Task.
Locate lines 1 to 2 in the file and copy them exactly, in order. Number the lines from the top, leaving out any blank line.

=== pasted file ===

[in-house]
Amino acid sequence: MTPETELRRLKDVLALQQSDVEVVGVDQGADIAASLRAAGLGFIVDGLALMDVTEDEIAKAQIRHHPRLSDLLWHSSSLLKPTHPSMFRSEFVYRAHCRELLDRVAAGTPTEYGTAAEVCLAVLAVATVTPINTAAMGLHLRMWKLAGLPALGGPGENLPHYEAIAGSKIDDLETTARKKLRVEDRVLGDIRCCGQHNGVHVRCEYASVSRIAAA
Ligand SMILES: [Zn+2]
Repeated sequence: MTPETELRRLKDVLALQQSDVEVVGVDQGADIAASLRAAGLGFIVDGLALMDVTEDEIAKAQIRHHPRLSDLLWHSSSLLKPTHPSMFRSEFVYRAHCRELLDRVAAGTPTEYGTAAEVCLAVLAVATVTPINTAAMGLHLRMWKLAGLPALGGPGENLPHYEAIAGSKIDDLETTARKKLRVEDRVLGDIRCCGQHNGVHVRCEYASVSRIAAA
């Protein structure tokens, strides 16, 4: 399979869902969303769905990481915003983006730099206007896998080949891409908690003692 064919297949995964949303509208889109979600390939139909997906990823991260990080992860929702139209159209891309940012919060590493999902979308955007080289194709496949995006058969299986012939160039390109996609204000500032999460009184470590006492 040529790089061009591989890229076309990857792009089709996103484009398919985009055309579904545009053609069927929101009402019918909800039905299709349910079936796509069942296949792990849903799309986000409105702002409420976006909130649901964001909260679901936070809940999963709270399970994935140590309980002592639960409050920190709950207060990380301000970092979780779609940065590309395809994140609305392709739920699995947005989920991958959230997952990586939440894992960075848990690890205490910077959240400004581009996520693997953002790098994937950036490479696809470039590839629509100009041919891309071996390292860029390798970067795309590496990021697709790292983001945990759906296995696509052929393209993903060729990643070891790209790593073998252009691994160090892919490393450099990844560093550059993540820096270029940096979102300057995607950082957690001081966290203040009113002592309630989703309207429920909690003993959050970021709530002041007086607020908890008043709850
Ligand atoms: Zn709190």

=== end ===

[in-house]
Amino acid sequence: MTPETELRRLKDVLALQQSDVEVVGVDQGADIAASLRAAGLGFIVDGLALMDVTEDEIAKAQIRHHPRLSDLLWHSSSLLKPTHPSMFRSEFVYRAHCRELLDRVAAGTPTEYGTAAEVCLAVLAVATVTPINTAAMGLHLRMWKLAGLPALGGPGENLPHYEAIAGSKIDDLETTARKKLRVEDRVLGDIRCCGQHNGVHVRCEYASVSRIAAA